Cover Image: Before the Coffee Gets Cold

Before the Coffee Gets Cold

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Member Reviews

This book has such an interesting premise. It takes a while to get used to the translation, but once you've settled into the different nuances of the language, you start to really appreciate the different landscapes presented in this unique book. It certainly gives you lots of food for thought, and would be perfect for a book or discussion group. We got it for our collection.
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The writing (or possibly the translation?) is clunky and awkward. Characterization is pat and uninteresting. I couldn't stay with this.
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Quirky but engaging. It took me awhile to warm up to the stories in this book. If the Twilight Zone was a book with a story arc this would be it.
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Beautiful stories written in the Japanese tradition, Before the Coffee Gets Cold makes us think if correcting the past is the best way to protect our future. The only way to learn is through our mistakes.
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I liked the cover of this book, and I liked the premise: four stories about a cafe that allows you to travel through time.
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The rules of how to time travel are difficult.  There aren’t many people who even consider it worth the trouble! But the process of time travel and the supernatural quirkiness of the cafe are secondary to the stories of the people who decide they need to actual travel through time and why. There are four separate stories that all revolve around the cafe and the people who work there. The last story was my favorite!
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The writing is so simple. It could be because it was translated from Japanese or it could be that originally it was a play, or maybe it’s just the author’s style of writing. Whatever it is, I found it soothing to listen to this audiobook, though at times it was hard to tell the Japanese names apart. Below is a quote so you can see what you think of the simple tone. Also there is no mature content in this book at all.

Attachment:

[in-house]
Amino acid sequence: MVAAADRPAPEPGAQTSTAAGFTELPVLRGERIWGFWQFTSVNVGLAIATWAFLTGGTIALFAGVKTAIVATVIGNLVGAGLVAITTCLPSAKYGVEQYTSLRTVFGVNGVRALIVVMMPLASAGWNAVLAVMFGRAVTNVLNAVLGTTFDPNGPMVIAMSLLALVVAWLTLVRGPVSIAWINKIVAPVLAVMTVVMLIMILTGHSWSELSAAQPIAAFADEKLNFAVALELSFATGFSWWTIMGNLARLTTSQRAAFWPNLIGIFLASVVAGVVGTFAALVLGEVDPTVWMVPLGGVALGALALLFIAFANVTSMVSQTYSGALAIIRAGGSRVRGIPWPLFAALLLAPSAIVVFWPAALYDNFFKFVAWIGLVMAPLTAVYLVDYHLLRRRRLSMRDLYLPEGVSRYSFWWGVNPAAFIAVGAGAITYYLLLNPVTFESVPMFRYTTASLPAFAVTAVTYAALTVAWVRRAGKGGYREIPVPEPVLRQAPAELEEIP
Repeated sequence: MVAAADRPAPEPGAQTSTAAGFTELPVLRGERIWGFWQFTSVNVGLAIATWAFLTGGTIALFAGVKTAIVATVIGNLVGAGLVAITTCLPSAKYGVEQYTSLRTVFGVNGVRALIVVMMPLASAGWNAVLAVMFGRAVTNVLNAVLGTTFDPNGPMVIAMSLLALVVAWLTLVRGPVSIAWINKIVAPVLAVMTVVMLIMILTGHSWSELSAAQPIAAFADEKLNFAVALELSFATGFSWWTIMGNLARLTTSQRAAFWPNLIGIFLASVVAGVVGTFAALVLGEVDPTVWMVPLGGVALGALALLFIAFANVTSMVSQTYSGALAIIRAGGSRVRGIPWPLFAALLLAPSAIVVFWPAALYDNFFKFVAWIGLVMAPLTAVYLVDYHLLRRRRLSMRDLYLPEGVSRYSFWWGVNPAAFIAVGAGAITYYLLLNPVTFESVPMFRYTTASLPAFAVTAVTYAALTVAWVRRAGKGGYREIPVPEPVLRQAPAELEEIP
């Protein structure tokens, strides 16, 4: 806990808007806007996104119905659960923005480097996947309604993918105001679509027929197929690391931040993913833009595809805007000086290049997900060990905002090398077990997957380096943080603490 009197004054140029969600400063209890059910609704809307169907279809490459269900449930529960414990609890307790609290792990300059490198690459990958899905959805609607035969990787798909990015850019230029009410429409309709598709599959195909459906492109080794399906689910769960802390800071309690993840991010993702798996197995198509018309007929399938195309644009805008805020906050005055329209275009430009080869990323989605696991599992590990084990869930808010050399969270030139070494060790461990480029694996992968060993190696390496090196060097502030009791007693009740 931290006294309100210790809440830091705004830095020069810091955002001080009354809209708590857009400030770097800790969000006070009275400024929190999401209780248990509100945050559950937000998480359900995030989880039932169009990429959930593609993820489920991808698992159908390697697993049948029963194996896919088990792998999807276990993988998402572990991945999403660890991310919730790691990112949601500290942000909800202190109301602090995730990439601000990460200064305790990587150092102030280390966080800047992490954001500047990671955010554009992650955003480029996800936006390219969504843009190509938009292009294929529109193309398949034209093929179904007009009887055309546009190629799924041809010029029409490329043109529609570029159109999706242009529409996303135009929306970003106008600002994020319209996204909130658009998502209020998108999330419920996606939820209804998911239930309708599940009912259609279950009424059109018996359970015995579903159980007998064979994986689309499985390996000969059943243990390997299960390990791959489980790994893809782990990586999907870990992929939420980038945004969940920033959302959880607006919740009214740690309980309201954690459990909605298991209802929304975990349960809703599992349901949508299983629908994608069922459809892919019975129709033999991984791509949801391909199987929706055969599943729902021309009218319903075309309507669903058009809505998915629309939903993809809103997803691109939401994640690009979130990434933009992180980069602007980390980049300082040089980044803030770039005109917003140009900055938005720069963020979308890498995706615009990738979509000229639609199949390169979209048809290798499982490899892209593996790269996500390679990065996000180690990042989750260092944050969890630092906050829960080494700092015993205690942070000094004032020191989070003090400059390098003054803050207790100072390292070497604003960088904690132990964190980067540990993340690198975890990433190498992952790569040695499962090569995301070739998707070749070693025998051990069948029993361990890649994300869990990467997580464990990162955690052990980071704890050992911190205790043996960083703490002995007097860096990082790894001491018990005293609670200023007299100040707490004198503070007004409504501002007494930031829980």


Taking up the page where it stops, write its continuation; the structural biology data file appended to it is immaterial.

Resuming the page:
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“He walked behind the counter and took a glass from the shelf. He pulled out a carton of orange juice from the fridge under the counter, poured it nonchalantly into the glass, and gulped it down. He took the glass into the kitchen to wash it. There was the sound of fingernails tapping on the counter. He poked his head out of the kitchen to see what was happening.”
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This book feels almost like an interconnected set of short stories - the characters are similar from story to story, but each section has its own point of view, and provides a glimpse into the inner thoughts of a new character. As the stories reveal, you gain a deeper understanding of previous stories which was really enjoyable. 

The concept was fascinating, and the narrative calming although serious issues were dealt with throughout the book. I really enjoyed reading this story and will be recommending it to friends.
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If you had the chance to go back to a moment in your past, knowing that you wouldn’t be able to change the future, would you take it? In Before the Coffee Gets Cold, there’s a small cafe in Tokyo that can give you that chance. The rules are highly specific: along with the knowledge that you cannot change the future, you can only meet people who have already been in the cafe, you can’t leave the chair that allows you to travel back in time, and you only have as long as it takes for the cup of coffee to cool. 

There are some aspects of the story that felt stilted, but I am willing to guess that it’s more of a cultural shift, since this book has been translated from the original Japanese. But the overall dynamics of the story capture something much that transcends cultural situations, the wish for answers and one more conversation with someone. The individual episodes of travel are almost short stories, but Kawaguchi has created a delicate and believable overarching story arc that unites them. Definitely recommend if you’re in the mood for a book that digs into moments of true sadness and finds the chance for joy. 

I received a copy of this book from the publisher for an honest review.
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The author’s playwriting skills are showcased in this entertaining as the four interconnected stories has the feel of a play’s four act and the scene setting feel like an intimate theatre experience.